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Teachable Moments

What is a teachable moment? It's learning through family. That's what Boys Town provides to tens of thousands of children and parents everyday. And that's what we'll focus on here. Stories of those who we've seen succeed, and ideas on how to help bring Teachable Moments to your home and family, too.

Finding Positive Behaviors to Praise – Even When They’re Hard to See
Home » Boys Town » Finding Positive Behaviors to Praise – Even When They’re Hard to See

by Terry Hyland,Boys Town Press Book Co-Author,Father and Grandfather

tags: Chores, Family, Parent-Child Relationships, Parenting Skills

Finding Positive Behaviors to Praise – Even When They’re Hard to See

It’s easy to criticize your kids when they’re being bad. After all, when they’re bad, you notice (which may be why they’re doing it in the first place). But research shows that they’ll improve their behavior quicker – and will be less likely to tune you out – if you “catch them being good” and praise them four times for every one time you criticize.

The trick is, of course, how to catch them being good, because unlike obvious bad behavior, a lot of good behavior may go unnoticed by you. So that means that it requires a little work on your part. But, trust us, it’s worth it.

We suggest you look for good behaviors in three primary areas: Things they do well that you might take for granted; small improvements toward the behaviors you want to see; and attempts at using new skills.

For instance:
• Think of things that your kids already do well but you might take for granted. Going to bed on time, for instance. Or getting along with a brother or sister.

• Try to take note of small improvements in behaviors you have asked them to work on. Don’t necessarily wait for a huge milestone such as bringing home an A in a particular subject; praise them when they bring home a test with an improved score or a project with positive comments from the teacher.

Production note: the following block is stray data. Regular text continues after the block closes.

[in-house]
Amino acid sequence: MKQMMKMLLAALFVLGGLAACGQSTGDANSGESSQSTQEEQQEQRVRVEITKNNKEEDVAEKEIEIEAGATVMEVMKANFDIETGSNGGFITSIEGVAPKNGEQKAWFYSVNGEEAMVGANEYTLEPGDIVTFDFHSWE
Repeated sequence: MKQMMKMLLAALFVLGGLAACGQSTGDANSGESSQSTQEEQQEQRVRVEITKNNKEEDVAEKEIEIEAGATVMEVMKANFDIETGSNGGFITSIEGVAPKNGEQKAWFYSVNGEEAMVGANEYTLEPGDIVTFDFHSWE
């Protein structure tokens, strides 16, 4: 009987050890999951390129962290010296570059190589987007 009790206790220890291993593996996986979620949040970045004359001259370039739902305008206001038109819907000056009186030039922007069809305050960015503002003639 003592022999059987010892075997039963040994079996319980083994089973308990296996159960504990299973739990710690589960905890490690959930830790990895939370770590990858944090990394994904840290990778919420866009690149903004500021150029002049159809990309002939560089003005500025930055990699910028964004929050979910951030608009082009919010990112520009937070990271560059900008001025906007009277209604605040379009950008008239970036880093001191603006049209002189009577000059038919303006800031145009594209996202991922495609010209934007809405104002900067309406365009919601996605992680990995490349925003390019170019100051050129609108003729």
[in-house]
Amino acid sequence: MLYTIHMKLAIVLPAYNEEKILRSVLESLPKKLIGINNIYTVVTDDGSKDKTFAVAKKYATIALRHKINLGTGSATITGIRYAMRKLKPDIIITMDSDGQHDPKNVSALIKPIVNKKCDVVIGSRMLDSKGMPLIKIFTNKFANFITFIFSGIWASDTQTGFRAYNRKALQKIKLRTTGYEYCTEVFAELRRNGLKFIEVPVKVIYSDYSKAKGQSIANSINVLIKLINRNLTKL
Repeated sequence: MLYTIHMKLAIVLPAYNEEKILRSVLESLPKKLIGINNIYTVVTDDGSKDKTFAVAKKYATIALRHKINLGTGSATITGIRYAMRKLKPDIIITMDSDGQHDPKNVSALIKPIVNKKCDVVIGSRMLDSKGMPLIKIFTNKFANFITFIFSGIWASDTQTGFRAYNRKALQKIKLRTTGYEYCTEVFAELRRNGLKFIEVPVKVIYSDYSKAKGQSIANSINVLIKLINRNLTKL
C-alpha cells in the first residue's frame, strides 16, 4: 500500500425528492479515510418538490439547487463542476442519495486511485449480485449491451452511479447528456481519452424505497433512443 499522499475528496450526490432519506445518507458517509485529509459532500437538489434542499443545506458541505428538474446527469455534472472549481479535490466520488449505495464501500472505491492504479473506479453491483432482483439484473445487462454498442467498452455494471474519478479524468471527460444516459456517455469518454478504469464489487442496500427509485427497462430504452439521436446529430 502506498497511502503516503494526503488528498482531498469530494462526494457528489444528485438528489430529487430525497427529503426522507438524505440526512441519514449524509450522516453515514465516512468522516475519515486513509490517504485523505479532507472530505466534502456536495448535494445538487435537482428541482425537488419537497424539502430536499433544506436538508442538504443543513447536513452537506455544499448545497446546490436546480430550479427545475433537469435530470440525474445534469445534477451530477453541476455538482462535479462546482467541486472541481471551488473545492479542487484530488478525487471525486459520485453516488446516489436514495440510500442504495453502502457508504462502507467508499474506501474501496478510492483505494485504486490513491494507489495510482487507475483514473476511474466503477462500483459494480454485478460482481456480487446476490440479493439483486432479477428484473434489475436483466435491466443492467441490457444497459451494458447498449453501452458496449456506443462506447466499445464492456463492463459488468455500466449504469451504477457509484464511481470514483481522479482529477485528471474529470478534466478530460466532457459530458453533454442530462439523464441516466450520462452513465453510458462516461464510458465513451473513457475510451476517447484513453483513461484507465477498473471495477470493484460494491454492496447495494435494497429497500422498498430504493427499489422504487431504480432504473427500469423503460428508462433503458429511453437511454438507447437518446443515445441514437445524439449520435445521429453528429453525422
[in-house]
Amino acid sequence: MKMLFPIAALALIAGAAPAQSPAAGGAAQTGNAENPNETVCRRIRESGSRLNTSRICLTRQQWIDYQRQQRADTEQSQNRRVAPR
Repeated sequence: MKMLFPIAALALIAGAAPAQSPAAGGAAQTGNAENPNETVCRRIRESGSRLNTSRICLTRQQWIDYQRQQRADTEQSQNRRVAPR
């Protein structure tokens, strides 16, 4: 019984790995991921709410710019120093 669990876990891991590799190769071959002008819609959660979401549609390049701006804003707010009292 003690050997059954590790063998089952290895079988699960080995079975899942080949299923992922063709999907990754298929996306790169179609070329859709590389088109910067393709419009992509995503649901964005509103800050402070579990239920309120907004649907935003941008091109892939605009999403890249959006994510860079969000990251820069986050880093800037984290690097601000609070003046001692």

• Praise your kids when they attempt new skills. Depending on their ages, this could be something seemingly simple such as remembering to flush the toilet. Or it might be something more complex, such as speaking up for oneself when asked about a menu choice by a waiter at a restaurant, instead of acting shy and making Mommy do it.​

And when you catch them being good, make sure that you offer them effusive praise for it. This will not only create a positive psychological reward for the behavior, it will also help offset future legitimate criticisms so that your kids don’t feel that all you do is nag them.

You can kick things up a notch, too. In addition to verbal praise, you can create a whole host of fun rewards that will help further reinforce their good behaviors. In fact, we’ve created a parenting tool that lists some great ideas to reward good behavior.

And as mentioned earlier, the parenting experts at Boys Town have found through extensive research and many years of experience that the most effective way to implement this approach is to praise your kids four times for every one criticism.

Try this out yourself. You might just find that your kids actually listen to and learn from you more than you thought. Good luck!